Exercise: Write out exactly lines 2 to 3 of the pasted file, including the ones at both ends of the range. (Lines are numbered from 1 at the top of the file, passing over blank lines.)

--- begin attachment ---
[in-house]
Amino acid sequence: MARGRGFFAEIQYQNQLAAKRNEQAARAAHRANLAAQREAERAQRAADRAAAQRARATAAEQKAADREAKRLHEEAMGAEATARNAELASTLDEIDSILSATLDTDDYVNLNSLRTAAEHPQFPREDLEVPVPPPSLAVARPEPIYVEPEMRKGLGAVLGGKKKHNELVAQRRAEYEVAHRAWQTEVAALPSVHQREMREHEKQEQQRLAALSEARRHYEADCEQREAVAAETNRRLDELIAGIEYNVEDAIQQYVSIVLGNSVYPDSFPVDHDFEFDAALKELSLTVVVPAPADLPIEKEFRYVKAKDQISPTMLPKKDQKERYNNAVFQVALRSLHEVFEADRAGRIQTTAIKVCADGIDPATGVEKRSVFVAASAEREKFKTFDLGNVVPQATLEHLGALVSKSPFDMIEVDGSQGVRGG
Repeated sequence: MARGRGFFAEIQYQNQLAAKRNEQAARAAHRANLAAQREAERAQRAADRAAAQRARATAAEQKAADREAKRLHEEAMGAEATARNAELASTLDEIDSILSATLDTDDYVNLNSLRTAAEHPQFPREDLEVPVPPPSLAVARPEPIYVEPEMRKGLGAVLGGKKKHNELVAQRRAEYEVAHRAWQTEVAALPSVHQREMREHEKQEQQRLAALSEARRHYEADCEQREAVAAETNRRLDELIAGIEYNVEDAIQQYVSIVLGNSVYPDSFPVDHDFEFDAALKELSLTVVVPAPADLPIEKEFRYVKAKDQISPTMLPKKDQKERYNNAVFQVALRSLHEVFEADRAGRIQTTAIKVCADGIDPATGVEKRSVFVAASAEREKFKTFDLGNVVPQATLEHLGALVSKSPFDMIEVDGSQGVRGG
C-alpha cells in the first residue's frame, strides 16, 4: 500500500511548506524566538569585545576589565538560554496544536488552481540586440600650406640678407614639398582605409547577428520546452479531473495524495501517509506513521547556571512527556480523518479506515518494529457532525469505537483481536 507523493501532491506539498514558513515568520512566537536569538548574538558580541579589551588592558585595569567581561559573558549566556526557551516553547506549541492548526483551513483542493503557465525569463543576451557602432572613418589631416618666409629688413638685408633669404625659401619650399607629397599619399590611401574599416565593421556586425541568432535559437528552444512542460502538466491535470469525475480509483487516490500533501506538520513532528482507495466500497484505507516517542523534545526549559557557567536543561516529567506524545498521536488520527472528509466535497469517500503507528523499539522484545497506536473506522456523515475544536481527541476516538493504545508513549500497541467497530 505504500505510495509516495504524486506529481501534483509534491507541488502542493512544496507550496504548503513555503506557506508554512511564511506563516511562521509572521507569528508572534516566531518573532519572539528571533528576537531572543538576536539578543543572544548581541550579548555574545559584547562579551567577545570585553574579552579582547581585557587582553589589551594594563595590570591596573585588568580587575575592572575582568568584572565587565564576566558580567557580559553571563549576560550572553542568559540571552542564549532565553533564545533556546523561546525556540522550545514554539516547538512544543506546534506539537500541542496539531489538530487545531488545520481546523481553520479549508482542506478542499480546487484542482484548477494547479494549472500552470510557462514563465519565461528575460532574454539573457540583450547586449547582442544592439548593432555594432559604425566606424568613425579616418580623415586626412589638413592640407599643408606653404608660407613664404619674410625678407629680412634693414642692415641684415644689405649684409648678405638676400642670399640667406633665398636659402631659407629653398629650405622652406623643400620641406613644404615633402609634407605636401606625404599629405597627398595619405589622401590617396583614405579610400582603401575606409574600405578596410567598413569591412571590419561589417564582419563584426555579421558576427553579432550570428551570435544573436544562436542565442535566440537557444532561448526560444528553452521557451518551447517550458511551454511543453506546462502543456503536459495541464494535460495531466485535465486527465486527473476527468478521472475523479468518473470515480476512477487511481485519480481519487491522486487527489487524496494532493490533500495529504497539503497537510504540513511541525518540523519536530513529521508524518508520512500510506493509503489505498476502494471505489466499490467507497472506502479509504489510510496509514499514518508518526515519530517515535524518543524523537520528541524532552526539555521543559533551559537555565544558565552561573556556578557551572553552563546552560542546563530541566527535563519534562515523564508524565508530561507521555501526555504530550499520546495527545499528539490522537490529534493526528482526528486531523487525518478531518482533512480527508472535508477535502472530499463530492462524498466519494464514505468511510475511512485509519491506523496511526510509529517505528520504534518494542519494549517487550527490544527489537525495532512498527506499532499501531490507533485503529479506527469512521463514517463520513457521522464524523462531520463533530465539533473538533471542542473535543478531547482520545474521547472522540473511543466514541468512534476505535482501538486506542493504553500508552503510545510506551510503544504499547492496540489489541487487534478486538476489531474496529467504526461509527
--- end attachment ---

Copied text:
Amino acid sequence: MARGRGFFAEIQYQNQLAAKRNEQAARAAHRANLAAQREAERAQRAADRAAAQRARATAAEQKAADREAKRLHEEAMGAEATARNAELASTLDEIDSILSATLDTDDYVNLNSLRTAAEHPQFPREDLEVPVPPPSLAVARPEPIYVEPEMRKGLGAVLGGKKKHNELVAQRRAEYEVAHRAWQTEVAALPSVHQREMREHEKQEQQRLAALSEARRHYEADCEQREAVAAETNRRLDELIAGIEYNVEDAIQQYVSIVLGNSVYPDSFPVDHDFEFDAALKELSLTVVVPAPADLPIEKEFRYVKAKDQISPTMLPKKDQKERYNNAVFQVALRSLHEVFEADRAGRIQTTAIKVCADGIDPATGVEKRSVFVAASAEREKFKTFDLGNVVPQATLEHLGALVSKSPFDMIEVDGSQGVRGG
Repeated sequence: MARGRGFFAEIQYQNQLAAKRNEQAARAAHRANLAAQREAERAQRAADRAAAQRARATAAEQKAADREAKRLHEEAMGAEATARNAELASTLDEIDSILSATLDTDDYVNLNSLRTAAEHPQFPREDLEVPVPPPSLAVARPEPIYVEPEMRKGLGAVLGGKKKHNELVAQRRAEYEVAHRAWQTEVAALPSVHQREMREHEKQEQQRLAALSEARRHYEADCEQREAVAAETNRRLDELIAGIEYNVEDAIQQYVSIVLGNSVYPDSFPVDHDFEFDAALKELSLTVVVPAPADLPIEKEFRYVKAKDQISPTMLPKKDQKERYNNAVFQVALRSLHEVFEADRAGRIQTTAIKVCADGIDPATGVEKRSVFVAASAEREKFKTFDLGNVVPQATLEHLGALVSKSPFDMIEVDGSQGVRGG